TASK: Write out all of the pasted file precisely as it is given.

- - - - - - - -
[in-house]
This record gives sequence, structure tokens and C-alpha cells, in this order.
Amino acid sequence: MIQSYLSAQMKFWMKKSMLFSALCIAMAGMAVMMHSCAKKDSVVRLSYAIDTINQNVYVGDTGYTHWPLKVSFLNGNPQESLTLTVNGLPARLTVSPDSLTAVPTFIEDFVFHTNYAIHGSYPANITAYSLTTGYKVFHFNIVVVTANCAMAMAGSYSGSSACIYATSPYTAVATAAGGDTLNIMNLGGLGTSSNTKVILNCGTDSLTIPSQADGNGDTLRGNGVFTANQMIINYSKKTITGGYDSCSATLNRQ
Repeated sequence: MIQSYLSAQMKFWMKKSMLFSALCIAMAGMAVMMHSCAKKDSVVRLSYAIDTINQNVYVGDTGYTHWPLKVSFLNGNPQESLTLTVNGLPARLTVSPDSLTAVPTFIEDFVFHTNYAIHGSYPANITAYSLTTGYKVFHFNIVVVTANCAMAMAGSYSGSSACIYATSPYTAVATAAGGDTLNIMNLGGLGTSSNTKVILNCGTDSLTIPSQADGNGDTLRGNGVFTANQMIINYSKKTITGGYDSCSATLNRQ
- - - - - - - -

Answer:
[in-house]
This record gives sequence, structure tokens and C-alpha cells, in this order.
Amino acid sequence: MIQSYLSAQMKFWMKKSMLFSALCIAMAGMAVMMHSCAKKDSVVRLSYAIDTINQNVYVGDTGYTHWPLKVSFLNGNPQESLTLTVNGLPARLTVSPDSLTAVPTFIEDFVFHTNYAIHGSYPANITAYSLTTGYKVFHFNIVVVTANCAMAMAGSYSGSSACIYATSPYTAVATAAGGDTLNIMNLGGLGTSSNTKVILNCGTDSLTIPSQADGNGDTLRGNGVFTANQMIINYSKKTITGGYDSCSATLNRQ
Repeated sequence: MIQSYLSAQMKFWMKKSMLFSALCIAMAGMAVMMHSCAKKDSVVRLSYAIDTINQNVYVGDTGYTHWPLKVSFLNGNPQESLTLTVNGLPARLTVSPDSLTAVPTFIEDFVFHTNYAIHGSYPANITAYSLTTGYKVFHFNIVVVTANCAMAMAGSYSGSSACIYATSPYTAVATAAGGDTLNIMNLGGLGTSSNTKVILNCGTDSLTIPSQADGNGDTLRGNGVFTANQMIINYSKKTITGGYDSCSATLNRQ